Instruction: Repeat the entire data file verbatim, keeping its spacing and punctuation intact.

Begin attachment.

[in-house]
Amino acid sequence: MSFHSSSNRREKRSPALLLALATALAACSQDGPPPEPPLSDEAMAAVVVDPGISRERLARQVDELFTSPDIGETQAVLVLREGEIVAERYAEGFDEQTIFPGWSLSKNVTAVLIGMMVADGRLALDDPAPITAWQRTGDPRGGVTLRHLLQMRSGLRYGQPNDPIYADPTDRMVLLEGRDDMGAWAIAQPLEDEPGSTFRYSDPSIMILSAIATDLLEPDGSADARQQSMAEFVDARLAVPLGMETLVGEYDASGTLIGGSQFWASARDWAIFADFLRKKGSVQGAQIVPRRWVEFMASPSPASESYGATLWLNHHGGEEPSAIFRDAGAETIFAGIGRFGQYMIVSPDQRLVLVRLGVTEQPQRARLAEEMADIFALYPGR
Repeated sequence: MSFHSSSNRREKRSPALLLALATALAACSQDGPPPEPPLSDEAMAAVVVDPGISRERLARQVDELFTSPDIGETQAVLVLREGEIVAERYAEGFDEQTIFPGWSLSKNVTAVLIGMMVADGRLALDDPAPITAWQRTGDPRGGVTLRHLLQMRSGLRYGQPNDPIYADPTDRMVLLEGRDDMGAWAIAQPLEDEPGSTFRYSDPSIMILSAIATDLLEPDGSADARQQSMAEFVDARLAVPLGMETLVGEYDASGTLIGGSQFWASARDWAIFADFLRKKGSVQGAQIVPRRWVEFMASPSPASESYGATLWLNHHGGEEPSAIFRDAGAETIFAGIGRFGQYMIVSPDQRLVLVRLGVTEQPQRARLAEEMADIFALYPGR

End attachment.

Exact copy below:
[in-house]
Amino acid sequence: MSFHSSSNRREKRSPALLLALATALAACSQDGPPPEPPLSDEAMAAVVVDPGISRERLARQVDELFTSPDIGETQAVLVLREGEIVAERYAEGFDEQTIFPGWSLSKNVTAVLIGMMVADGRLALDDPAPITAWQRTGDPRGGVTLRHLLQMRSGLRYGQPNDPIYADPTDRMVLLEGRDDMGAWAIAQPLEDEPGSTFRYSDPSIMILSAIATDLLEPDGSADARQQSMAEFVDARLAVPLGMETLVGEYDASGTLIGGSQFWASARDWAIFADFLRKKGSVQGAQIVPRRWVEFMASPSPASESYGATLWLNHHGGEEPSAIFRDAGAETIFAGIGRFGQYMIVSPDQRLVLVRLGVTEQPQRARLAEEMADIFALYPGR
Repeated sequence: MSFHSSSNRREKRSPALLLALATALAACSQDGPPPEPPLSDEAMAAVVVDPGISRERLARQVDELFTSPDIGETQAVLVLREGEIVAERYAEGFDEQTIFPGWSLSKNVTAVLIGMMVADGRLALDDPAPITAWQRTGDPRGGVTLRHLLQMRSGLRYGQPNDPIYADPTDRMVLLEGRDDMGAWAIAQPLEDEPGSTFRYSDPSIMILSAIATDLLEPDGSADARQQSMAEFVDARLAVPLGMETLVGEYDASGTLIGGSQFWASARDWAIFADFLRKKGSVQGAQIVPRRWVEFMASPSPASESYGATLWLNHHGGEEPSAIFRDAGAETIFAGIGRFGQYMIVSPDQRLVLVRLGVTEQPQRARLAEEMADIFALYPGR